The SETI clients make sure that processor utilization is always at 100%, so the CPUs are running as hot as they can ever will.  The P60 & P66 run a lot hotter than the P75/P90/P100 etc (13 watts, IIRC), and I can put my hand on the heat sink and not get burned. Hell, my AMDs run hotter.  No baffle, the front case fan moves about twice the air that any of the clone cases do.  The CPU's heat  sink is still directly in the airflow. 

    I *do* keep the case vacuumed out, though.  I take the covers off  every six months and Kirby the guts.  Dust builds up rapidly, and is an excellent insulator.  Both units are on a 3.1VA (BIG!) UPS. My opinion is that cooling is not a problem on the 8590.  I have not had to replace the PS. I keep a "spare", preconfigured identical 8590 as backup (just swap in HDD & go), but I've never used it. 

   Ed. With either a 194 or 215W PSU, the 90 compares favorably with the 9577 PSU, which was 194W. But nobody complains about the "weak" 9577 PSU, do they?



Testing the 90 PSU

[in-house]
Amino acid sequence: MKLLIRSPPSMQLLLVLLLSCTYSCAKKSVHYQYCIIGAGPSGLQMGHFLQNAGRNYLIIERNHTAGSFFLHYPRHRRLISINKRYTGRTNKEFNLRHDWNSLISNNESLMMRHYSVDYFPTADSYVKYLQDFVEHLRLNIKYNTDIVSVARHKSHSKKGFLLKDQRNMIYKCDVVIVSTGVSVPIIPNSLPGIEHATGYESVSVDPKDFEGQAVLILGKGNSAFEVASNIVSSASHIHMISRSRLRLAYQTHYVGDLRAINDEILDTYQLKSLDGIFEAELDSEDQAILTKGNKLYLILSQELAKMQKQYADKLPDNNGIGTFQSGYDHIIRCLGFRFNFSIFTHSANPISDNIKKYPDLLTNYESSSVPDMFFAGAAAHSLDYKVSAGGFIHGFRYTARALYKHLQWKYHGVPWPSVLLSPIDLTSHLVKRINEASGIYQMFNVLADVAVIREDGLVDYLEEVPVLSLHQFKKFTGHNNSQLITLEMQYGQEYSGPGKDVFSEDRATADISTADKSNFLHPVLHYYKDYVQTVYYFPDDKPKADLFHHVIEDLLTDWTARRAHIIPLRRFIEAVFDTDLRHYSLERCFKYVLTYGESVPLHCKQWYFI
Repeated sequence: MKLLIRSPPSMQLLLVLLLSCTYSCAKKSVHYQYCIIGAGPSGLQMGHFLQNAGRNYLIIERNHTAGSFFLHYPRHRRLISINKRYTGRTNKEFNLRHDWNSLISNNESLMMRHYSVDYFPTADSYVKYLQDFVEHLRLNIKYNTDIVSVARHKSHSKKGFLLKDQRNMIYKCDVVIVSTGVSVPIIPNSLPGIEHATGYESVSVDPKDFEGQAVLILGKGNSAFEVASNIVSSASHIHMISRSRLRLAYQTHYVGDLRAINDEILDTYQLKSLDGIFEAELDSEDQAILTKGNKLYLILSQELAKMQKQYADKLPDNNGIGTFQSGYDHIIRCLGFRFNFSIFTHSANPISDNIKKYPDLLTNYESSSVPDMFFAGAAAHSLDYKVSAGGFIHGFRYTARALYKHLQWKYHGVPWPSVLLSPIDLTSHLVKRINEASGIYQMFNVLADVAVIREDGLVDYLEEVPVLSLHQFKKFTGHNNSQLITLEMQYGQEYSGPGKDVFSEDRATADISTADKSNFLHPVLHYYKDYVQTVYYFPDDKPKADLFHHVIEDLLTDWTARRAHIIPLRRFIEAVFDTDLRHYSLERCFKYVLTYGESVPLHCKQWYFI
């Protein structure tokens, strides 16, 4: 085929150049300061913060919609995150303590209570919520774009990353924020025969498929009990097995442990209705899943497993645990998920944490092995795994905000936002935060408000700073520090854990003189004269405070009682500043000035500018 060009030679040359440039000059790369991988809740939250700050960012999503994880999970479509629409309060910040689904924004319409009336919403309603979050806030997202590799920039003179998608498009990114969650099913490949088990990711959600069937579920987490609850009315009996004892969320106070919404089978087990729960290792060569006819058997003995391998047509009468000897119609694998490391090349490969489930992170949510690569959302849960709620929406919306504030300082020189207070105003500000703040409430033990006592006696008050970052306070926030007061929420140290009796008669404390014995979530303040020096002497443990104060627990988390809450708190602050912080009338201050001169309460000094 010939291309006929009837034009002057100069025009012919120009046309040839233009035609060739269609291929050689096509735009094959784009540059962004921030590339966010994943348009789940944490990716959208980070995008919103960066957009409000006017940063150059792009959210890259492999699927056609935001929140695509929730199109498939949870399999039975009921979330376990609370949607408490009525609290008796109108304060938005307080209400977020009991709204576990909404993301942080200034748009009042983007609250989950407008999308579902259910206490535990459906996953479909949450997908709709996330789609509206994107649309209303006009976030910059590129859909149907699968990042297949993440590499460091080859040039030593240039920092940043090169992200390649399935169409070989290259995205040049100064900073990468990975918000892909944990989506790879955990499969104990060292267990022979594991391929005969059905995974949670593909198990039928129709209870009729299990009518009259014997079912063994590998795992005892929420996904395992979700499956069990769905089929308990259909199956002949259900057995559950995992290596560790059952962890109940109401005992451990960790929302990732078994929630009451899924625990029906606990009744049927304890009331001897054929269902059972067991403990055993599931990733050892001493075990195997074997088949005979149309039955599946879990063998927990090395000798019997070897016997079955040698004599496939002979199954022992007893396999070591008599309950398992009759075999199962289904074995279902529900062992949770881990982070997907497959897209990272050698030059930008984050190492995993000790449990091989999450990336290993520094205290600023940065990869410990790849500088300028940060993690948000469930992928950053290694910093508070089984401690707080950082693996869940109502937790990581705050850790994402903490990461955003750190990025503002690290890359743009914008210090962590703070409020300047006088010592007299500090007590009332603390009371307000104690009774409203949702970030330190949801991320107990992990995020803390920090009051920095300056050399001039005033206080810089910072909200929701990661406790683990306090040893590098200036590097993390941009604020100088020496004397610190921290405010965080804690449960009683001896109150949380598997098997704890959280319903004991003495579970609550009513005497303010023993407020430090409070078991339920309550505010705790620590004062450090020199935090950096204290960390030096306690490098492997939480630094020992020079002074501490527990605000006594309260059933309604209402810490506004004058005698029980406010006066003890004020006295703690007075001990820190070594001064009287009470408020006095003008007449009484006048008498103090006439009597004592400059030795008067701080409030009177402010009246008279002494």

Peter Wendt sez:
   The most important point is that the "testing the power-supply" topic extends only on testing the thing as "one box" and *not* open it. You should leave that to trained experts, because it bears some risks - from which sudden death is the most evil (can spoil the whole day - and more). This sort of "shocking experience" should be left out. 

   The easiest way to test the power-supply if it is still working at all is to open the case, look at the right side under the power-supply, locate the 2 plugs from the power supply to the planar and carefully unplug them by simply pulling them out. It might be a bit difficult to get them back this way - but if the power-supply is broken you will have to remove it anyways when you get another one, so we can leave that at the moment.
 
      Now: once you got the two plugs pulled out - look at them. The one "P1" marked connector has 2 blue, 6 red and 1 black cables ... that's the lesser important one at that point. The second "P2" marked is the one we need to look at closer. Do the following: re-attach the machine to the AC, then use a piece of wire or a bent paperclip and connect the white wire with one of the neighboring black ones.